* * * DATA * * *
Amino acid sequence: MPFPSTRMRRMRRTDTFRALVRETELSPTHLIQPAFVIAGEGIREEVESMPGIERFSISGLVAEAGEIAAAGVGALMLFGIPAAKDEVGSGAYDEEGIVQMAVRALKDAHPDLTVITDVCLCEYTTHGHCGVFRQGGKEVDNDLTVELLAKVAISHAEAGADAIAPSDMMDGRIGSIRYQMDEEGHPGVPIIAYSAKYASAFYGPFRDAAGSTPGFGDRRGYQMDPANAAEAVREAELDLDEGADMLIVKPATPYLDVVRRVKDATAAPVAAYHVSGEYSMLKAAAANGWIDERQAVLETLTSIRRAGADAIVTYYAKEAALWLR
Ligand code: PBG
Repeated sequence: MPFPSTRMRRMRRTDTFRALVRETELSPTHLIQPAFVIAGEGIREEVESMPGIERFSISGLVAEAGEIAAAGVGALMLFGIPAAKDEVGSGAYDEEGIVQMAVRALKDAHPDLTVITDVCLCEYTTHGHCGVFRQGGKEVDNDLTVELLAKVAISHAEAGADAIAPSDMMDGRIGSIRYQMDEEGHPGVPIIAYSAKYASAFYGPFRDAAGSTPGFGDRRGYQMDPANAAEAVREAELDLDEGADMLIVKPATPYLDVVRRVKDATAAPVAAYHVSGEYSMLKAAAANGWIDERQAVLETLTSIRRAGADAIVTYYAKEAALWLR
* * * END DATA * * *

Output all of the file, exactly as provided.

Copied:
Amino acid sequence: MPFPSTRMRRMRRTDTFRALVRETELSPTHLIQPAFVIAGEGIREEVESMPGIERFSISGLVAEAGEIAAAGVGALMLFGIPAAKDEVGSGAYDEEGIVQMAVRALKDAHPDLTVITDVCLCEYTTHGHCGVFRQGGKEVDNDLTVELLAKVAISHAEAGADAIAPSDMMDGRIGSIRYQMDEEGHPGVPIIAYSAKYASAFYGPFRDAAGSTPGFGDRRGYQMDPANAAEAVREAELDLDEGADMLIVKPATPYLDVVRRVKDATAAPVAAYHVSGEYSMLKAAAANGWIDERQAVLETLTSIRRAGADAIVTYYAKEAALWLR
Ligand code: PBG
Repeated sequence: MPFPSTRMRRMRRTDTFRALVRETELSPTHLIQPAFVIAGEGIREEVESMPGIERFSISGLVAEAGEIAAAGVGALMLFGIPAAKDEVGSGAYDEEGIVQMAVRALKDAHPDLTVITDVCLCEYTTHGHCGVFRQGGKEVDNDLTVELLAKVAISHAEAGADAIAPSDMMDGRIGSIRYQMDEEGHPGVPIIAYSAKYASAFYGPFRDAAGSTPGFGDRRGYQMDPANAAEAVREAELDLDEGADMLIVKPATPYLDVVRRVKDATAAPVAAYHVSGEYSMLKAAAANGWIDERQAVLETLTSIRRAGADAIVTYYAKEAALWLR